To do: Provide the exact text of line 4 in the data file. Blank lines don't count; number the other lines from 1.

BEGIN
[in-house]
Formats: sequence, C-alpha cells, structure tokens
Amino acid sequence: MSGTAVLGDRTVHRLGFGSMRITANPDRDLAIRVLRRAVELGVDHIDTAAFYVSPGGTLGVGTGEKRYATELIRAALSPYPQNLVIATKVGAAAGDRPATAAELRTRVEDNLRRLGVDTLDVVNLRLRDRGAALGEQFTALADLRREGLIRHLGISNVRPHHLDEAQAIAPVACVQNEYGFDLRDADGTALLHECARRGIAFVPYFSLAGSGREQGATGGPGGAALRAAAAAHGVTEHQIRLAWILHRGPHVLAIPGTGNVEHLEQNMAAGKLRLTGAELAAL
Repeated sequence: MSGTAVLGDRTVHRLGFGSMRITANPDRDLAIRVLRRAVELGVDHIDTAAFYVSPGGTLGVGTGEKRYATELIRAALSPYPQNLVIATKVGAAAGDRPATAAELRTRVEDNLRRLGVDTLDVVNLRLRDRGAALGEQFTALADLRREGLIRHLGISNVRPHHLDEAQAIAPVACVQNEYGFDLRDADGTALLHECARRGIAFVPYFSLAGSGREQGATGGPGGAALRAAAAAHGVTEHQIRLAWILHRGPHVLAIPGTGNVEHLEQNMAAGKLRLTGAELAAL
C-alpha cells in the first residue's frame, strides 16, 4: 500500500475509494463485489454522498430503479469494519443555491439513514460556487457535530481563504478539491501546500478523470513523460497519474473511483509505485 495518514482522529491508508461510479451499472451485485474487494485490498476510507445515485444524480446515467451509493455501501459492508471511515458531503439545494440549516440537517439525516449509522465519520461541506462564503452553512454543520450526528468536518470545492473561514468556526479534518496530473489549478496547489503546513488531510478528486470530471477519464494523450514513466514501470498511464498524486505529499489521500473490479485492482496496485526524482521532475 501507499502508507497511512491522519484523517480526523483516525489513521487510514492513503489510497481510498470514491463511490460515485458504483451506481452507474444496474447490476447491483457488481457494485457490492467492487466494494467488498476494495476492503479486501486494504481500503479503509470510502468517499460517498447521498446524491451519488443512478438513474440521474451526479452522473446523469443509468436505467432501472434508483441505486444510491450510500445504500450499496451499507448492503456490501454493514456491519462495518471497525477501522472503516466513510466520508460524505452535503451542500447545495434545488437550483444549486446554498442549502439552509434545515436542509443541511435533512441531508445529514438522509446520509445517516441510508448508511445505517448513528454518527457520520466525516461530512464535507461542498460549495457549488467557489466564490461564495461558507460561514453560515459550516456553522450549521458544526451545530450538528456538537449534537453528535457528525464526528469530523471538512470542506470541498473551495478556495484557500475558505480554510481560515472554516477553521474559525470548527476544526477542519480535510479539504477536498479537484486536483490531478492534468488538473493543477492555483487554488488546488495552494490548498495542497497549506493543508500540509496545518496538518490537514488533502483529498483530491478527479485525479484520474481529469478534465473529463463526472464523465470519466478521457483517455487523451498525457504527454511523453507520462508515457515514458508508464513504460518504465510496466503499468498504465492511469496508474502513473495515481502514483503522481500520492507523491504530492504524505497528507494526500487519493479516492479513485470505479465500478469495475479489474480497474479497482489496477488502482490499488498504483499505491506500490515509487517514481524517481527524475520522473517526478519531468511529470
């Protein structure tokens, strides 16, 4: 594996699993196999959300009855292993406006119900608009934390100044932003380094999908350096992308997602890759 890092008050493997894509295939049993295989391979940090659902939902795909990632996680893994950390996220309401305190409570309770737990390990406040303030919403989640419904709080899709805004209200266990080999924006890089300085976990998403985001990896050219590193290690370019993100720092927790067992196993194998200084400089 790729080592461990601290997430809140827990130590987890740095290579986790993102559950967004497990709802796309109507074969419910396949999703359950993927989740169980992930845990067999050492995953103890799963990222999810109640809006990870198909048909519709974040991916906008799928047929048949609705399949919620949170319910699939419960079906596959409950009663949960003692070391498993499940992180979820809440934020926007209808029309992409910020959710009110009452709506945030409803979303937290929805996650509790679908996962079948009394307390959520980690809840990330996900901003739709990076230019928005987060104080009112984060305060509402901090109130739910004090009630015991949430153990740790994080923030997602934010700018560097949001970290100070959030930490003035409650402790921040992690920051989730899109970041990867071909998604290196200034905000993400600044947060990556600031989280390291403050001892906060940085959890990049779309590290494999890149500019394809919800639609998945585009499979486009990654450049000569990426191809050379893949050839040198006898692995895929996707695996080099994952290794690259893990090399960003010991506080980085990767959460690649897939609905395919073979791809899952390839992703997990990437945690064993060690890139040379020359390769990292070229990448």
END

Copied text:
Repeated sequence: MSGTAVLGDRTVHRLGFGSMRITANPDRDLAIRVLRRAVELGVDHIDTAAFYVSPGGTLGVGTGEKRYATELIRAALSPYPQNLVIATKVGAAAGDRPATAAELRTRVEDNLRRLGVDTLDVVNLRLRDRGAALGEQFTALADLRREGLIRHLGISNVRPHHLDEAQAIAPVACVQNEYGFDLRDADGTALLHECARRGIAFVPYFSLAGSGREQGATGGPGGAALRAAAAAHGVTEHQIRLAWILHRGPHVLAIPGTGNVEHLEQNMAAGKLRLTGAELAAL